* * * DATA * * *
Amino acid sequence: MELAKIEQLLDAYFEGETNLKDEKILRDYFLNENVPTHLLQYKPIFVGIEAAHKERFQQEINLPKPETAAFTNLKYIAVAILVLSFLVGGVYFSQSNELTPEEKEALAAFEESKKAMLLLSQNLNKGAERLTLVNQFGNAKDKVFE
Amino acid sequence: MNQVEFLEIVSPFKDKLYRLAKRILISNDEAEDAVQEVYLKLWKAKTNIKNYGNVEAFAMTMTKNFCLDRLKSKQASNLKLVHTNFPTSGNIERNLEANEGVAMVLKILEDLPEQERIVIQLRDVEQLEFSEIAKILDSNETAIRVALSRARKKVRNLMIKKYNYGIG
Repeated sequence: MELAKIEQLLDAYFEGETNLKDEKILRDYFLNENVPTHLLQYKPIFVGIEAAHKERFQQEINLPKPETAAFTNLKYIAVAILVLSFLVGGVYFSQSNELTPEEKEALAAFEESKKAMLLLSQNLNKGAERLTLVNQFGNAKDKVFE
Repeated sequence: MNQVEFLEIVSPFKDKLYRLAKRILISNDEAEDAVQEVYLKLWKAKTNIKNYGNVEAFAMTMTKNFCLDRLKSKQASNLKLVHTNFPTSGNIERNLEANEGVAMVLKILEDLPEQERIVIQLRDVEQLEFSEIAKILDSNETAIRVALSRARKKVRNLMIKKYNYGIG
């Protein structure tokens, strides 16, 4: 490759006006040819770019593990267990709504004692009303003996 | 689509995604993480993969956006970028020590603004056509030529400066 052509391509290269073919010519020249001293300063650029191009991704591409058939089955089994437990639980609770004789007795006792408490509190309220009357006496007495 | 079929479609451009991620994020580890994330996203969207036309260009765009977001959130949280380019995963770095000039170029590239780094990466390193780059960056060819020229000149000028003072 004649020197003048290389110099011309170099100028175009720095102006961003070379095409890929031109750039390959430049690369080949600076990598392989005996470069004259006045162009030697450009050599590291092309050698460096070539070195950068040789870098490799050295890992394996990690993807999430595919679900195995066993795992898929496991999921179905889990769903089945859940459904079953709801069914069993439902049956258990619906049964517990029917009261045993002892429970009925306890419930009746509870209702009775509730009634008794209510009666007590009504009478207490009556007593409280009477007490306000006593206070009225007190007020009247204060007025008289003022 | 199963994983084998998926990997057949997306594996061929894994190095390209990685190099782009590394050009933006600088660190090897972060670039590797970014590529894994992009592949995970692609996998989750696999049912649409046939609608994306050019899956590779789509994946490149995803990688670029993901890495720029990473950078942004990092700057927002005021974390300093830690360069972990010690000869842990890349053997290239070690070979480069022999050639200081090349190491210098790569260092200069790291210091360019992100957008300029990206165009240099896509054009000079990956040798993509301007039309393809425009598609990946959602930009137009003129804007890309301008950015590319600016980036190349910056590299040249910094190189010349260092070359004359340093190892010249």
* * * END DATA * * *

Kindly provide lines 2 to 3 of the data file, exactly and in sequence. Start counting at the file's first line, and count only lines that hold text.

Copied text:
Amino acid sequence: MNQVEFLEIVSPFKDKLYRLAKRILISNDEAEDAVQEVYLKLWKAKTNIKNYGNVEAFAMTMTKNFCLDRLKSKQASNLKLVHTNFPTSGNIERNLEANEGVAMVLKILEDLPEQERIVIQLRDVEQLEFSEIAKILDSNETAIRVALSRARKKVRNLMIKKYNYGIG
Repeated sequence: MELAKIEQLLDAYFEGETNLKDEKILRDYFLNENVPTHLLQYKPIFVGIEAAHKERFQQEINLPKPETAAFTNLKYIAVAILVLSFLVGGVYFSQSNELTPEEKEALAAFEESKKAMLLLSQNLNKGAERLTLVNQFGNAKDKVFE